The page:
DGR payments: Ontario Power Generation (OPG) resumes annual payments to five Bruce-area municipalities this December 31, 2018, to acknowledge local communities’ continuing role in providing a lasting solution for nuclear waste in a proposed Deep Geologic Repository (DGR). The schedule of payments was originally outlined in the 2004 DGR Hosting Agreementbetween Kincardine and OPG, and adjusted in the 2018 Amending Agreement.
Under that 2018 amendment, payments resume this year at the 50% level after being held in trust for the previous three years; half the monies in trust were released on ratification by Kincardine council this past February. Payments, adjusted for inflation, will now continue annually in December until either the project is stopped, in which case payments end, or the DGR is approved, which case payments return to 100% levels. Municipalities benefitting from the payments are Kincardine, Saugeen Shores, Huron-Kinloss, Arran-Elderslie and Brockton.
OPG’s DGR, for low- and intermediate-level waste, would be built 680 metres below the Bruce nuclear site – deeper than the CN Tower is tall – in solid rock that has been isolated from the surface for more than 400 million years. An independent review panel concluded in 2015, after record-long hearings, that the DGR will protect the Great Lakes and the environment, the Bruce site is appropriate, and the facility should be built “now rather than later.”
Currently, OPG is developing a response to the federal Minister of Environment and Climate Change, who asked in 2017 that OPG update its cumulative affects analysis for the Environmental Assessment with information on the DGR’s impact on the physical and cultural heritage of Saugeen Ojibway Nation (SON). That analysis, the minister said, must be informed by the result of SON’s community process. OPG, which committed in 2013 that it would not build the DGR without SON support, remains engaged in respectful dialogue with SON, and believes both sides are making good progress toward mutual understanding.
Around the world, DGRs are considered a scientifically sound solution for nuclear waste. OPG maintains that a DGR at the Bruce site is the right thing to do, for future generations.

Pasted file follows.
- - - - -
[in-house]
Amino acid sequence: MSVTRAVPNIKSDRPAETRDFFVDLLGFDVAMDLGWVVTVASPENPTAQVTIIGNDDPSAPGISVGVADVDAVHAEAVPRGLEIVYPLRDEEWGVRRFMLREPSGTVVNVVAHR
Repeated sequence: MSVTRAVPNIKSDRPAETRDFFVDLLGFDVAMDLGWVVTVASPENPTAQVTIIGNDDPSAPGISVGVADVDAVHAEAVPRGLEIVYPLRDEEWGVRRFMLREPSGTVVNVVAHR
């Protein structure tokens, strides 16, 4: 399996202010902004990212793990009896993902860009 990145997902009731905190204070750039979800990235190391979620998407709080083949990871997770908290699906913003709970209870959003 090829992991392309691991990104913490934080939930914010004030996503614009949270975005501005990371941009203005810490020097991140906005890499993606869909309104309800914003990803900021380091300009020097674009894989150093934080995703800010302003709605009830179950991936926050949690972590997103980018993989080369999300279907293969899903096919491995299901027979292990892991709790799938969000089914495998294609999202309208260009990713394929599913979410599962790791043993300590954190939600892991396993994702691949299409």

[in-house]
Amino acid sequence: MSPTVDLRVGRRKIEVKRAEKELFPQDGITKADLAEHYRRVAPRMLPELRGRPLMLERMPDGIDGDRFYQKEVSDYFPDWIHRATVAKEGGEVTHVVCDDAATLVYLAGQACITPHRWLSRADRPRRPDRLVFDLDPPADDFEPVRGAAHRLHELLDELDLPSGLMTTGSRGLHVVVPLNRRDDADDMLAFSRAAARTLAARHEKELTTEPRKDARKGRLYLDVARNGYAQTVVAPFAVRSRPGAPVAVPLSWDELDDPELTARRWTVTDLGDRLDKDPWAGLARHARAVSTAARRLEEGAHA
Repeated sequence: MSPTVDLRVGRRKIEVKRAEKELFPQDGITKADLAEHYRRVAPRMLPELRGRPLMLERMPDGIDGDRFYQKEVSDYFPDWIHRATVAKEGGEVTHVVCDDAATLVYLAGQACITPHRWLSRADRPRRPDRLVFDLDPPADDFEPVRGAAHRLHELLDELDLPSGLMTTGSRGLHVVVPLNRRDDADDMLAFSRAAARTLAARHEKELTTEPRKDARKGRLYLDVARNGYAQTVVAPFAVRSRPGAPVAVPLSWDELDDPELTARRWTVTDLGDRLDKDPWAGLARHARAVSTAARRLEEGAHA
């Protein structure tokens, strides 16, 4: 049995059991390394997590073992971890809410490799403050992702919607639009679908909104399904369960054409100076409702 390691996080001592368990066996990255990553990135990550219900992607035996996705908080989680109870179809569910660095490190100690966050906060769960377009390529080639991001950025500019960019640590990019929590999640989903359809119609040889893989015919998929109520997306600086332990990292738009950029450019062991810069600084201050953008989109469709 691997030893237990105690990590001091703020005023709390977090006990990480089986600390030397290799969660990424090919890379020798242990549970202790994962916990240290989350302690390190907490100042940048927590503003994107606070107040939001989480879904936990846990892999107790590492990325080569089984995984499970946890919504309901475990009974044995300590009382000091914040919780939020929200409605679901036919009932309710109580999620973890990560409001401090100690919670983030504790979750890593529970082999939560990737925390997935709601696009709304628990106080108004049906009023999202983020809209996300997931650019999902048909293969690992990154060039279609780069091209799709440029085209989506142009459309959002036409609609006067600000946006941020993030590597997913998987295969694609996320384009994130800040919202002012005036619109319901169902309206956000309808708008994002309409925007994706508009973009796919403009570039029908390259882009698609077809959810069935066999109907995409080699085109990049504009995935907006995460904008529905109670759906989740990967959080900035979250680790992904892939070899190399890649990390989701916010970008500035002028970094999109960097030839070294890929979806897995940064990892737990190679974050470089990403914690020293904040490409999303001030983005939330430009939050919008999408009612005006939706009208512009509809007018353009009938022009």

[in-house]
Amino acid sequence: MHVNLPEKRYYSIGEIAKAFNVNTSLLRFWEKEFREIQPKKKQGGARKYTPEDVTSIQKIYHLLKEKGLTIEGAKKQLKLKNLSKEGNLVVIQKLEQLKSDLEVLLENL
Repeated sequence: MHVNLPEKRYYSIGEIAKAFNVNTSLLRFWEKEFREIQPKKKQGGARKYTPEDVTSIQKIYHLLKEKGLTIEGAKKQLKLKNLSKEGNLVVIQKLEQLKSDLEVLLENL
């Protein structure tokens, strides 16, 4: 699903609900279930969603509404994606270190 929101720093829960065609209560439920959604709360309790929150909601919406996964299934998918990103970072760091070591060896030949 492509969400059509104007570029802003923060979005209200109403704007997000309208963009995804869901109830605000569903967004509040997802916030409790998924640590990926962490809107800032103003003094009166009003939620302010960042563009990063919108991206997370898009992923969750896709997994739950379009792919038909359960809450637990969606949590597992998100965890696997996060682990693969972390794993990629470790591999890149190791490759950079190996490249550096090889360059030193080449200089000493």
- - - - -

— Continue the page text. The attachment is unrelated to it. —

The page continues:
Honouring veterans: OPG placed wreaths and participated in local Remembrance Day memorial services this past weekend, including in Port Elgin, Tiverton and Kincardine. Observances also occurred on Nov. 11 at all OPG facilities, including a period of silence and reflection at the Western Waste Management Facility. OPG CEO Jeff Lyash asked our staff to remember Canada’s servicemen and women who have “demonstrated their dedication and selflessness” to defend freedom and safeguard international peace. He also acknowledged OPG employees who serve in the Canadian Forces as Regular Forces or Primary Reserves: “You make the company proud, and our thoughts are always with you when you are away from home.”
Deck the truck: Volunteer elves at the Western Waste Management Facility are about to start cobbling OPG’s float for three local Santa Claus parades, occurring Nov. 24 in Port Elgin, Nov. 30 in Southampton and Dec. 1 in Kincardine. Check your local municipal website for parade routes and times – and watch for the OPG truck, which could possibly be mistaken for a wayfaring winter wonderland.
- Highest safety ratings: The Canadian Nuclear Safety Commission (CNSC) has once again awarded OPG’s Darlington and Pickering nuclear stations its highest safety rating of “Fully Satisfactory.” This is the ninth consecutive year for Darlington, and third year in a row for Pickering, in achieving the highest possible safety rating. “Excellence in nuclear operations remains our focus at Ontario Power Generation,” said Sean Granville, OPG’s Chief Nuclear Officer. “We remain committed to providing clean energy while protecting the public, the environment and our staff.”
- Shining attraction: If you’re in Niagara Falls this holiday season, don’t miss the Winter Festival of Lights. OPG proudly presents Canada’s foremost illumination festival, continuing from now till January 31. The event, founded in 1982, attracts over 1.5 million visitors a year.